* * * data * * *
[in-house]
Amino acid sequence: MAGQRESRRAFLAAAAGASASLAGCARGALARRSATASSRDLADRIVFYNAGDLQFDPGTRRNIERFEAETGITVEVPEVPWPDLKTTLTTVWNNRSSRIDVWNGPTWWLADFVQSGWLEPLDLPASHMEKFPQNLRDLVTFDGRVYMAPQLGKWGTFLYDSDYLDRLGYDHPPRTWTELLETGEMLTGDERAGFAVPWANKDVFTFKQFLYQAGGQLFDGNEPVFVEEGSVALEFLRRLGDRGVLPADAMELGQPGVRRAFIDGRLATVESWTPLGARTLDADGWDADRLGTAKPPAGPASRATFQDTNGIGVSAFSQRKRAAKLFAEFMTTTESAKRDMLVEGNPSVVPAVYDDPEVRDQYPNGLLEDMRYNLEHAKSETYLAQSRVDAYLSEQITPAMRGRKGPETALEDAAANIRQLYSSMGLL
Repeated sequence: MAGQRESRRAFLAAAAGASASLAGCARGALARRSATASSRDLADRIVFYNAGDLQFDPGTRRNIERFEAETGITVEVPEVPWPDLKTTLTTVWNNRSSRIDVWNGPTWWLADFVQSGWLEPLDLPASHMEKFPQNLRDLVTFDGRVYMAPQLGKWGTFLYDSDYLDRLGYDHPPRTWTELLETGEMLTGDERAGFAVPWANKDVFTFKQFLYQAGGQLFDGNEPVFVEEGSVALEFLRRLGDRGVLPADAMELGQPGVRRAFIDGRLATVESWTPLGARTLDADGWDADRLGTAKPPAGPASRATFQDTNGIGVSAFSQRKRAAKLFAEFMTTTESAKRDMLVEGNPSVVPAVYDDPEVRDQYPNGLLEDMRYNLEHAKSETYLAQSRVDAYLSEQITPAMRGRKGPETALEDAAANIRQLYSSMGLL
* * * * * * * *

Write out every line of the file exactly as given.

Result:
[in-house]
Amino acid sequence: MAGQRESRRAFLAAAAGASASLAGCARGALARRSATASSRDLADRIVFYNAGDLQFDPGTRRNIERFEAETGITVEVPEVPWPDLKTTLTTVWNNRSSRIDVWNGPTWWLADFVQSGWLEPLDLPASHMEKFPQNLRDLVTFDGRVYMAPQLGKWGTFLYDSDYLDRLGYDHPPRTWTELLETGEMLTGDERAGFAVPWANKDVFTFKQFLYQAGGQLFDGNEPVFVEEGSVALEFLRRLGDRGVLPADAMELGQPGVRRAFIDGRLATVESWTPLGARTLDADGWDADRLGTAKPPAGPASRATFQDTNGIGVSAFSQRKRAAKLFAEFMTTTESAKRDMLVEGNPSVVPAVYDDPEVRDQYPNGLLEDMRYNLEHAKSETYLAQSRVDAYLSEQITPAMRGRKGPETALEDAAANIRQLYSSMGLL
Repeated sequence: MAGQRESRRAFLAAAAGASASLAGCARGALARRSATASSRDLADRIVFYNAGDLQFDPGTRRNIERFEAETGITVEVPEVPWPDLKTTLTTVWNNRSSRIDVWNGPTWWLADFVQSGWLEPLDLPASHMEKFPQNLRDLVTFDGRVYMAPQLGKWGTFLYDSDYLDRLGYDHPPRTWTELLETGEMLTGDERAGFAVPWANKDVFTFKQFLYQAGGQLFDGNEPVFVEEGSVALEFLRRLGDRGVLPADAMELGQPGVRRAFIDGRLATVESWTPLGARTLDADGWDADRLGTAKPPAGPASRATFQDTNGIGVSAFSQRKRAAKLFAEFMTTTESAKRDMLVEGNPSVVPAVYDDPEVRDQYPNGLLEDMRYNLEHAKSETYLAQSRVDAYLSEQITPAMRGRKGPETALEDAAANIRQLYSSMGLL